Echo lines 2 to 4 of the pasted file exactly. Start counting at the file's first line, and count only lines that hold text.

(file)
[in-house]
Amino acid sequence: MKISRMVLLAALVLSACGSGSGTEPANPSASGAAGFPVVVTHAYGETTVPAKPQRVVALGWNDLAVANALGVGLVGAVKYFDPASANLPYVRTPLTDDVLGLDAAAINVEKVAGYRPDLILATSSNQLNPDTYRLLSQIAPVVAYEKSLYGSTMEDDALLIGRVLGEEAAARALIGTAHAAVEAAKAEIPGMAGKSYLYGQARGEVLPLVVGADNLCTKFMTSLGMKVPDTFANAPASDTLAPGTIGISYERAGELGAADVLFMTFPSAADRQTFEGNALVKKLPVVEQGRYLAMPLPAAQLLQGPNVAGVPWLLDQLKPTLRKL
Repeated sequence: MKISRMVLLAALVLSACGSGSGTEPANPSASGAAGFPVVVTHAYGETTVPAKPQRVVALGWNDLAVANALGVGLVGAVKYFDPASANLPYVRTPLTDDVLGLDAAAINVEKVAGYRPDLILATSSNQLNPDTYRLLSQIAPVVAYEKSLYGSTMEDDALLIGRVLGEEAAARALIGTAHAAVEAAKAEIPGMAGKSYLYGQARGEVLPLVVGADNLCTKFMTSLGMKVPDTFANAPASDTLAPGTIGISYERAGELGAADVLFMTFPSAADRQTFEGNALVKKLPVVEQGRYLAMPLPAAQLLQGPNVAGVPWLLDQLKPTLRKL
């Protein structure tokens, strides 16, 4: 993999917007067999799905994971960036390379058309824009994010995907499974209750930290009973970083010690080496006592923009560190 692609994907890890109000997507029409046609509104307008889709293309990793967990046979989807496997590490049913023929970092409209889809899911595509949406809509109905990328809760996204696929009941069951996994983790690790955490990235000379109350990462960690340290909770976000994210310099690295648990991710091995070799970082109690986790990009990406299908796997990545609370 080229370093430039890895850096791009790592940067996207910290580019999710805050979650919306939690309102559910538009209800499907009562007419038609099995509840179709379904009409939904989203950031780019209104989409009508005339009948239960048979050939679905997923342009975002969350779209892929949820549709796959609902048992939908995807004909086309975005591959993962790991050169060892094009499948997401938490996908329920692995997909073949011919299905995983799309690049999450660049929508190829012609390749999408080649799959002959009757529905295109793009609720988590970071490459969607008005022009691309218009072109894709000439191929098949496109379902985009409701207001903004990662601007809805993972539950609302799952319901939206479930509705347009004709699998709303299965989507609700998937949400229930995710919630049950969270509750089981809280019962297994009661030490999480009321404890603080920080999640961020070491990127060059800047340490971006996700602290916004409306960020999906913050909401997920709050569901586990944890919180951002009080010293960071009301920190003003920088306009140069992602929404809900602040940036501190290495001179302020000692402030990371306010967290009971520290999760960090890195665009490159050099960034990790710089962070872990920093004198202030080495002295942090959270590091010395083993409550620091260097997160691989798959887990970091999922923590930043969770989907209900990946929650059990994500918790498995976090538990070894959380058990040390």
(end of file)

Amino acid sequence: MKISRMVLLAALVLSACGSGSGTEPANPSASGAAGFPVVVTHAYGETTVPAKPQRVVALGWNDLAVANALGVGLVGAVKYFDPASANLPYVRTPLTDDVLGLDAAAINVEKVAGYRPDLILATSSNQLNPDTYRLLSQIAPVVAYEKSLYGSTMEDDALLIGRVLGEEAAARALIGTAHAAVEAAKAEIPGMAGKSYLYGQARGEVLPLVVGADNLCTKFMTSLGMKVPDTFANAPASDTLAPGTIGISYERAGELGAADVLFMTFPSAADRQTFEGNALVKKLPVVEQGRYLAMPLPAAQLLQGPNVAGVPWLLDQLKPTLRKL
Repeated sequence: MKISRMVLLAALVLSACGSGSGTEPANPSASGAAGFPVVVTHAYGETTVPAKPQRVVALGWNDLAVANALGVGLVGAVKYFDPASANLPYVRTPLTDDVLGLDAAAINVEKVAGYRPDLILATSSNQLNPDTYRLLSQIAPVVAYEKSLYGSTMEDDALLIGRVLGEEAAARALIGTAHAAVEAAKAEIPGMAGKSYLYGQARGEVLPLVVGADNLCTKFMTSLGMKVPDTFANAPASDTLAPGTIGISYERAGELGAADVLFMTFPSAADRQTFEGNALVKKLPVVEQGRYLAMPLPAAQLLQGPNVAGVPWLLDQLKPTLRKL
């Protein structure tokens, strides 16, 4: 993999917007067999799905994971960036390379058309824009994010995907499974209750930290009973970083010690080496006592923009560190 692609994907890890109000997507029409046609509104307008889709293309990793967990046979989807496997590490049913023929970092409209889809899911595509949406809509109905990328809760996204696929009941069951996994983790690790955490990235000379109350990462960690340290909770976000994210310099690295648990991710091995070799970082109690986790990009990406299908796997990545609370 080229370093430039890895850096791009790592940067996207910290580019999710805050979650919306939690309102559910538009209800499907009562007419038609099995509840179709379904009409939904989203950031780019209104989409009508005339009948239960048979050939679905997923342009975002969350779209892929949820549709796959609902048992939908995807004909086309975005591959993962790991050169060892094009499948997401938490996908329920692995997909073949011919299905995983799309690049999450660049929508190829012609390749999408080649799959002959009757529905295109793009609720988590970071490459969607008005022009691309218009072109894709000439191929098949496109379902985009409701207001903004990662601007809805993972539950609302799952319901939206479930509705347009004709699998709303299965989507609700998937949400229930995710919630049950969270509750089981809280019962297994009661030490999480009321404890603080920080999640961020070491990127060059800047340490971006996700602290916004409306960020999906913050909401997920709050569901586990944890919180951002009080010293960071009301920190003003920088306009140069992602929404809900602040940036501190290495001179302020000692402030990371306010967290009971520290999760960090890195665009490159050099960034990790710089962070872990920093004198202030080495002295942090959270590091010395083993409550620091260097997160691989798959887990970091999922923590930043969770989907209900990946929650059990994500918790498995976090538990070894959380058990040390």